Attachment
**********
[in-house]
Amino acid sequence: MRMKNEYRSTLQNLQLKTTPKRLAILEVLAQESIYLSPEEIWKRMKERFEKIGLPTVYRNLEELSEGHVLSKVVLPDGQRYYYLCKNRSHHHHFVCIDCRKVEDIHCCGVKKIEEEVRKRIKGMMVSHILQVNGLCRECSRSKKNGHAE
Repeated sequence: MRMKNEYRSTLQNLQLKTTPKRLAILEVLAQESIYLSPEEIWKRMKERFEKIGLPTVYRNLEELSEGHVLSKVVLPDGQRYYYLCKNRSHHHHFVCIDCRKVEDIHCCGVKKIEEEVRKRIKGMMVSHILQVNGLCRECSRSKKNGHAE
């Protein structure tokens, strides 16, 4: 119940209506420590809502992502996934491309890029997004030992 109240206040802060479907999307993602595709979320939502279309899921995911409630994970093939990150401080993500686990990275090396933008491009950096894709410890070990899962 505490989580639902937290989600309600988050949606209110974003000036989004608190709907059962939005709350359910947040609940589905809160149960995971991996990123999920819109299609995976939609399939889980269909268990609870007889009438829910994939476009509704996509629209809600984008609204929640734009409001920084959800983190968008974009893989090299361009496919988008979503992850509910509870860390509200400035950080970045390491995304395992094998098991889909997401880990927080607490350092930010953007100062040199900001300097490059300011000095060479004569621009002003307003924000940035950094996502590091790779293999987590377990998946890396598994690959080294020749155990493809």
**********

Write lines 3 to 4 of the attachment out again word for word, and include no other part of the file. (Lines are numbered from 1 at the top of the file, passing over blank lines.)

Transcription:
Repeated sequence: MRMKNEYRSTLQNLQLKTTPKRLAILEVLAQESIYLSPEEIWKRMKERFEKIGLPTVYRNLEELSEGHVLSKVVLPDGQRYYYLCKNRSHHHHFVCIDCRKVEDIHCCGVKKIEEEVRKRIKGMMVSHILQVNGLCRECSRSKKNGHAE
């Protein structure tokens, strides 16, 4: 119940209506420590809502992502996934491309890029997004030992 109240206040802060479907999307993602595709979320939502279309899921995911409630994970093939990150401080993500686990990275090396933008491009950096894709410890070990899962 505490989580639902937290989600309600988050949606209110974003000036989004608190709907059962939005709350359910947040609940589905809160149960995971991996990123999920819109299609995976939609399939889980269909268990609870007889009438829910994939476009509704996509629209809600984008609204929640734009409001920084959800983190968008974009893989090299361009496919988008979503992850509910509870860390509200400035950080970045390491995304395992094998098991889909997401880990927080607490350092930010953007100062040199900001300097490059300011000095060479004569621009002003307003924000940035950094996502590091790779293999987590377990998946890396598994690959080294020749155990493809």